Parley-voo Frenchie, Frenchy?

luh pah-vee-yohn

When I was nine years old, my family moved to Belgium from Florida for three years (courtesy of the US Army). The greatest consequence to come out of that move was that I learned how to speak French. My mother placed me in a French-speaking, Belgian school on SHAPE military base, and I was then forced to care about the language, if I wanted to pass the 4th grade.

Fast forward and you have me now, a Francophile who has an affinity for all things Francophone because I live in an English-speaking country. My ears perk up when I hear the language in public…I will strike up a conversation with almost anyone in French. My French isn’t perfect, but I try, and I suppose people appreciate that.

My love for French gets me into linguistic pickles. I hear melodic French words in my head that sound entirely wrong when pronounced by American tongues. Foie gras is NOT “foy grass.” I don’t care if you’re from Texas. I correct people when they pronounce “vinaigrette” as “vinegar-ette.” Do they really care? Not one iota. Worse, I am rather critical of awful accents in movies. If you’re going to be paid millions to act, gosh darnit, hire a dialect coach and get it RIGHT! Or the casting director should hire someone native to that region to lend authenticity. (Just for kicks, you can find a great list of bad accent acting here. My personal favorite is Cool Runnings. Leon with a Jamaican accent is HI-LARIOUS!)

If you have seen Tyler Perry’s Temptation, then you know there are other issues in that movie greater than language. But my pea brain stuck onto Vanessa Williams as Janice, the French-obsessed owner of a matchmaking company. The character went to Paris for two weeks and returned with a French accent so bad that Pepé Le Pew was offended. It stank up all her scenes. Throughout the movie, I cringed whenever Janice spoke. It was horrrrrrrible, I wailed in the theater. The caveat is that the bad accent was a plot device; Jurnee Smollett-Bell’s character yanked the wool from over Janice before the movie ended and accused her of being a phony.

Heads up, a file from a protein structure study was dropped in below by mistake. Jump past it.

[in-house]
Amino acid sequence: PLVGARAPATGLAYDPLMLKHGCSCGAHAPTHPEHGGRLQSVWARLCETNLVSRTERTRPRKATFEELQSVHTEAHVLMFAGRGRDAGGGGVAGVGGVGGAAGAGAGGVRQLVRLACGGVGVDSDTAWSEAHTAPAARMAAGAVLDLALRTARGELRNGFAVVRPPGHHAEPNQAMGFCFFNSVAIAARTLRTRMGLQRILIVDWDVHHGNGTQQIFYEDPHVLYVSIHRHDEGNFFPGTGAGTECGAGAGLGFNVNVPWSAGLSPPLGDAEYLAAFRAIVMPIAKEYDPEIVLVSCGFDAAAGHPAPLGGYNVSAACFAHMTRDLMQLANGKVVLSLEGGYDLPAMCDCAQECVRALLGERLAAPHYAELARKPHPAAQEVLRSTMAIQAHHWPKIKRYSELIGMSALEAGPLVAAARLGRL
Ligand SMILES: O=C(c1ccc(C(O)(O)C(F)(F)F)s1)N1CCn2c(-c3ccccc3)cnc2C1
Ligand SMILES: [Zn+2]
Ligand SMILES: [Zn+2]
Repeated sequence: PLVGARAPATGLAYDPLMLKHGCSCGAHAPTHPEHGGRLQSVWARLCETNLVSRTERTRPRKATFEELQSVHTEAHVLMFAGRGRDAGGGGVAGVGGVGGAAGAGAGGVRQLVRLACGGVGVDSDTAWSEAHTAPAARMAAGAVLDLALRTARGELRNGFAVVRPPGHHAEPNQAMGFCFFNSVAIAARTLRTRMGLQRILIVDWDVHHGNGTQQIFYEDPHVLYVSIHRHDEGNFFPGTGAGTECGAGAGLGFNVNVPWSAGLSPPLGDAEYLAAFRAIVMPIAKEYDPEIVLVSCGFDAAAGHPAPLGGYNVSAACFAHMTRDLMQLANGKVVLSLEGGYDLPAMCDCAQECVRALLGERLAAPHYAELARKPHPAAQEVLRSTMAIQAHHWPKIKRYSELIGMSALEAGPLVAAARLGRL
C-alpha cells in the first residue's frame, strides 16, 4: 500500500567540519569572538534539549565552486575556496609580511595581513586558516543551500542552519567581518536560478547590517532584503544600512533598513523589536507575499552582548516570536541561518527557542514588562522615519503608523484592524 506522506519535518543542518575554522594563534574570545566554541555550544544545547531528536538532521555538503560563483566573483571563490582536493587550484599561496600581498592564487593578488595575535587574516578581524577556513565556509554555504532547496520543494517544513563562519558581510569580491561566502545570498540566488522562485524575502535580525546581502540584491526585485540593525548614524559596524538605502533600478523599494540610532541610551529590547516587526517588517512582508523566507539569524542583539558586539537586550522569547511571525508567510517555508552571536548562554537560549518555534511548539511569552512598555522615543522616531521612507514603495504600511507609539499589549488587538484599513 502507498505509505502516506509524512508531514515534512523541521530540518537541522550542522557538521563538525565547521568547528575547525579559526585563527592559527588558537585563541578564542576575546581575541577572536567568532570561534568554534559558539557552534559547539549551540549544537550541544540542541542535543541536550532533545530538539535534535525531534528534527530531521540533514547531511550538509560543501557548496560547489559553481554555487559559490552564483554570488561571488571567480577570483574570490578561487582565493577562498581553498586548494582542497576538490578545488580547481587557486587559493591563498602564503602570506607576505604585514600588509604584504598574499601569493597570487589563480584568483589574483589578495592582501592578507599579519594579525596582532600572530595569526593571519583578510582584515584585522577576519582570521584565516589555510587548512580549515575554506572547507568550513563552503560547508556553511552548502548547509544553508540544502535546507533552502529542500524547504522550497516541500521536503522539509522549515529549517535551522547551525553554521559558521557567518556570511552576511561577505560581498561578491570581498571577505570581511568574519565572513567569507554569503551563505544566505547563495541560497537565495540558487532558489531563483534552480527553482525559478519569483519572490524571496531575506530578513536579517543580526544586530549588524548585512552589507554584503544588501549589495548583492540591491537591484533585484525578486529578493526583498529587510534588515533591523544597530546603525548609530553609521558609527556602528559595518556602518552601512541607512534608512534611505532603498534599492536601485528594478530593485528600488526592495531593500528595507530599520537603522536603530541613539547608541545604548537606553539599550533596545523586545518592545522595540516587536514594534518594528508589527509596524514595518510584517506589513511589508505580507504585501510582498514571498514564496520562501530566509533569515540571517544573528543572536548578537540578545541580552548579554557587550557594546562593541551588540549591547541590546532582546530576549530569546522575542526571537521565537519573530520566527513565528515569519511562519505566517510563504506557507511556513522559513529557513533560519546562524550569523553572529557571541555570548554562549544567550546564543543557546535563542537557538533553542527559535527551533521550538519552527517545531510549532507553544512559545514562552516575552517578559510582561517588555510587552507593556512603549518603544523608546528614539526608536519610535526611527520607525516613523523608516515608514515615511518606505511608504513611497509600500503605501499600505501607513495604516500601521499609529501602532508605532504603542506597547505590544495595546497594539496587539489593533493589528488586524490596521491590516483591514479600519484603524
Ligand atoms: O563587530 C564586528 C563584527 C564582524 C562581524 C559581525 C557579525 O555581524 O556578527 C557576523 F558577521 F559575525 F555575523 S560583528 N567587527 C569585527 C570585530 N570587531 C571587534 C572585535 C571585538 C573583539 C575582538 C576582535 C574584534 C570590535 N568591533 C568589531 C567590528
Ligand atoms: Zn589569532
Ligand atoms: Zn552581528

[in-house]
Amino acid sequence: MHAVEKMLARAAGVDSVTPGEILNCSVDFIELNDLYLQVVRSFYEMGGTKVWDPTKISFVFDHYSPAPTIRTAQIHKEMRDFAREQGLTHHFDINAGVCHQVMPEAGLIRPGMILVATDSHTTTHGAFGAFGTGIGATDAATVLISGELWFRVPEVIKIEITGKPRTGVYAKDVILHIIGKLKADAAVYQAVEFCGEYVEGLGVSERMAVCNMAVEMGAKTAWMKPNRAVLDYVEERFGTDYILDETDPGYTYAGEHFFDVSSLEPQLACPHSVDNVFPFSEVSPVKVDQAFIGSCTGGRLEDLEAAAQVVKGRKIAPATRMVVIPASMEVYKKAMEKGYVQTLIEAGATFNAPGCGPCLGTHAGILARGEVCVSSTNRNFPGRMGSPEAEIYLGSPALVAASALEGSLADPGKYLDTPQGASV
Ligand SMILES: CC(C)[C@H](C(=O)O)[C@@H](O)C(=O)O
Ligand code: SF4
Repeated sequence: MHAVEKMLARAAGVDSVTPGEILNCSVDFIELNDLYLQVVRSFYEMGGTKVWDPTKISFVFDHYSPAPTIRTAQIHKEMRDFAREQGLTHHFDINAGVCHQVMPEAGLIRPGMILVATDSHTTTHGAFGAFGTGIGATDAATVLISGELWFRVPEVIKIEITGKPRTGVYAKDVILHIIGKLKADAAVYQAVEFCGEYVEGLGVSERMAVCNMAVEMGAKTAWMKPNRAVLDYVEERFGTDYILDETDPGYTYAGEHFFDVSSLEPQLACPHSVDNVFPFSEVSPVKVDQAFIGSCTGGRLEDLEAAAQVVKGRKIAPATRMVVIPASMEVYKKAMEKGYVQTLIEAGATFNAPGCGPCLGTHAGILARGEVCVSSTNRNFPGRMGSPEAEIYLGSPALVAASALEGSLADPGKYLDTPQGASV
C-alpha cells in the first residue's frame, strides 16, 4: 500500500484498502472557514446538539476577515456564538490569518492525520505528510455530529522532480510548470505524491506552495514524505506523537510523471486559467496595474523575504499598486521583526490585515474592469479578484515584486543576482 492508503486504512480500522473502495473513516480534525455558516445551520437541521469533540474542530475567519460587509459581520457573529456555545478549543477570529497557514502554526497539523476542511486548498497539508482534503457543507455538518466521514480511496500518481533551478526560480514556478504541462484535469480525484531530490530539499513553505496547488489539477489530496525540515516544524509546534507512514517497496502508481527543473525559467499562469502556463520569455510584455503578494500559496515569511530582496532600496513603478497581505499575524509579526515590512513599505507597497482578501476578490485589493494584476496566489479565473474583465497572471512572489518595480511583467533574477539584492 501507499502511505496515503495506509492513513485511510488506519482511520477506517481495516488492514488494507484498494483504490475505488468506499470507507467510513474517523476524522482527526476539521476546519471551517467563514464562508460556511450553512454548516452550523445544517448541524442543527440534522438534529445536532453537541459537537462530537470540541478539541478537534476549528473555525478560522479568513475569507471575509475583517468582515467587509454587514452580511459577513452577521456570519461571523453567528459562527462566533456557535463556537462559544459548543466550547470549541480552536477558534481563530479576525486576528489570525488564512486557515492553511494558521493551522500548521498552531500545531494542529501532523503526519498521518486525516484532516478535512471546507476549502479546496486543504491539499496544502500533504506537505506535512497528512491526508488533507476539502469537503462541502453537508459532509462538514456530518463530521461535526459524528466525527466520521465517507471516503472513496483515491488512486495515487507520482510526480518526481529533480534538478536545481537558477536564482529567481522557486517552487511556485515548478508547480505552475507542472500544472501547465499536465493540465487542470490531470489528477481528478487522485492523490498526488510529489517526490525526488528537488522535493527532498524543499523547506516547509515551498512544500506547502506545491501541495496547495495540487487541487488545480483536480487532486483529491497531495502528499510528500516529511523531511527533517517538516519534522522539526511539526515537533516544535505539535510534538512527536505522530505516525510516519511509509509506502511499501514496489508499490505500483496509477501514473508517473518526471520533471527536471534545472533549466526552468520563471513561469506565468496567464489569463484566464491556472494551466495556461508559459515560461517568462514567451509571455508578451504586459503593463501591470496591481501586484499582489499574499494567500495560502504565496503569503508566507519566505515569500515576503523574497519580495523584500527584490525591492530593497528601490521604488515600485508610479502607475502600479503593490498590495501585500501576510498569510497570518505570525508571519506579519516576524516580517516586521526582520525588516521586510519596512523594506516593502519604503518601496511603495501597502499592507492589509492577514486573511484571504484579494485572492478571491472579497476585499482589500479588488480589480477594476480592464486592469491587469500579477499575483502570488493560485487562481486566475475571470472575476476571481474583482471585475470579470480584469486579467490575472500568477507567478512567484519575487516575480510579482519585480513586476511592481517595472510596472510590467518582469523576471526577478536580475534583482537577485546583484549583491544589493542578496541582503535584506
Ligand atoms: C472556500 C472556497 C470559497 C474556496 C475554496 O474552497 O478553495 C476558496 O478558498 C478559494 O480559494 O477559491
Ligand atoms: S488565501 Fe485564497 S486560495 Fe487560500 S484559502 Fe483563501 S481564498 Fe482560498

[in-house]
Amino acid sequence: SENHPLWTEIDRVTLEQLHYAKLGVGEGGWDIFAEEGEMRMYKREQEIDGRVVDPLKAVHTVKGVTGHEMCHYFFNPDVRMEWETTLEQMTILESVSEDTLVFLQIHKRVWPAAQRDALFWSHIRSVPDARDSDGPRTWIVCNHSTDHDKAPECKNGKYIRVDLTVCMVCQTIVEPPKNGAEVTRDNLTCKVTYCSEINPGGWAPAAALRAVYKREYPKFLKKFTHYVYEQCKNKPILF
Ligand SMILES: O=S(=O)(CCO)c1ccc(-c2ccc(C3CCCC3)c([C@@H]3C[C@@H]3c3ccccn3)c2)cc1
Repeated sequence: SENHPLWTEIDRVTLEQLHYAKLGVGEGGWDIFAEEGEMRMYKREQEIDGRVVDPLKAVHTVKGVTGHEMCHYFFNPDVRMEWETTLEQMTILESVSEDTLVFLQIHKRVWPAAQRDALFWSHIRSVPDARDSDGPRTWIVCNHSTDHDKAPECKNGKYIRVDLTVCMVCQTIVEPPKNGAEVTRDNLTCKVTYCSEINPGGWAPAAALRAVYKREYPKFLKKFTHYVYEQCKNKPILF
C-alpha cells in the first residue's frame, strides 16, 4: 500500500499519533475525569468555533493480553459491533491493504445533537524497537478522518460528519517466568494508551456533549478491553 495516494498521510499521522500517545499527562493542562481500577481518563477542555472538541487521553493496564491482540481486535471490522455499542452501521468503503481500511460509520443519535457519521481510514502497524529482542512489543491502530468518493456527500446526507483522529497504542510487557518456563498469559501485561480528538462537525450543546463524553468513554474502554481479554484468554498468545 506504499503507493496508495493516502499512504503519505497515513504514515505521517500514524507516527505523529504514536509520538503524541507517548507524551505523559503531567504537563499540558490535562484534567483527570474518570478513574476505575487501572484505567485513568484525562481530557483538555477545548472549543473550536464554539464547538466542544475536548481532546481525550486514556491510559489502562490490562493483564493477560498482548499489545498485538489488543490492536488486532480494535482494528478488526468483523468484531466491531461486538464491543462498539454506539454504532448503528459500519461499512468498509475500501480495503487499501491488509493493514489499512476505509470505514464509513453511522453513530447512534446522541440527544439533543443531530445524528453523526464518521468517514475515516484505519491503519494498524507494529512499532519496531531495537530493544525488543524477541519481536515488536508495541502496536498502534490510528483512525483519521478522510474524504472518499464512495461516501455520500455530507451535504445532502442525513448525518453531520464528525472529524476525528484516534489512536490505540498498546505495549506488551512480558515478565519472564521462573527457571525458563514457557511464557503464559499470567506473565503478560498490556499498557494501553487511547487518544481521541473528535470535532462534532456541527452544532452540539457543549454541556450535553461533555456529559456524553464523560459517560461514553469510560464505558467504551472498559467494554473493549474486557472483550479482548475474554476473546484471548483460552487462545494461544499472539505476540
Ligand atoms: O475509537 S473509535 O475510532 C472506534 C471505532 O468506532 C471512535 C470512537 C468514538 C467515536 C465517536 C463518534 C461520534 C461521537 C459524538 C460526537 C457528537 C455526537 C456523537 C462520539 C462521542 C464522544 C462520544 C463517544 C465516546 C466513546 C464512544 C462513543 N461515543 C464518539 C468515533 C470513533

Someone asked me why, if I knew that Williams was an American actress, did her interpretation of a bad French accent rankle so much? I sputtered and spouted about how actors and actresses should try to be as correct as possible when attempting accents, or not attempt it at all. I was accused of (gasp!) elitism. I don’t entirely agree with that. But I do think that, just as so many native French speakers have graciously ignored my clumsy syntax and quasi-Southern US & Belgian French accent, mayhaps I should show some appreciation that actors and actresses do try.

Naahhhhhhhh!

What do you think? Am I being too hard on them? Or should they do better? 

Advertisements

3 thoughts on “Parley-voo Frenchie, Frenchy?

  1. I personally think that for the specific movie “Temptation”, Vanessa Williams accent was suppose to be a bad one. I think we, the audience, was suppose to recognize the all around fakeness that her character defnitely possessed. I for one enjoyed the movie and was really glad to see her get called out on her fake accent from her two week visit in France.
    But overall I totally agree with you when you say actors should care enough about perfecting the accents that they know they will be speaking in movies/shows.

    1. I actually agree with you about Vanessa Williams’ character getting busted at the end of the movie. I wasn’t sure if the awful accent was a testament to her good acting or just…an awful accent LOL. I think at the beginning of the movie, when it was unclear that the whole persona was an act, the accent turned me off and I couldn’t stand it for the rest of the 90 minutes. Nice name, by the way! 🙂

  2. They should absolutely do better. I don’t expect perfection, but it throws me out of the story every time if they are supposedly speaking a language fluently, or speaking with a foreign accent, and it sucks.

Chime in!

Fill in your details below or click an icon to log in:

WordPress.com Logo

You are commenting using your WordPress.com account. Log Out / Change )

Twitter picture

You are commenting using your Twitter account. Log Out / Change )

Facebook photo

You are commenting using your Facebook account. Log Out / Change )

Google+ photo

You are commenting using your Google+ account. Log Out / Change )

Connecting to %s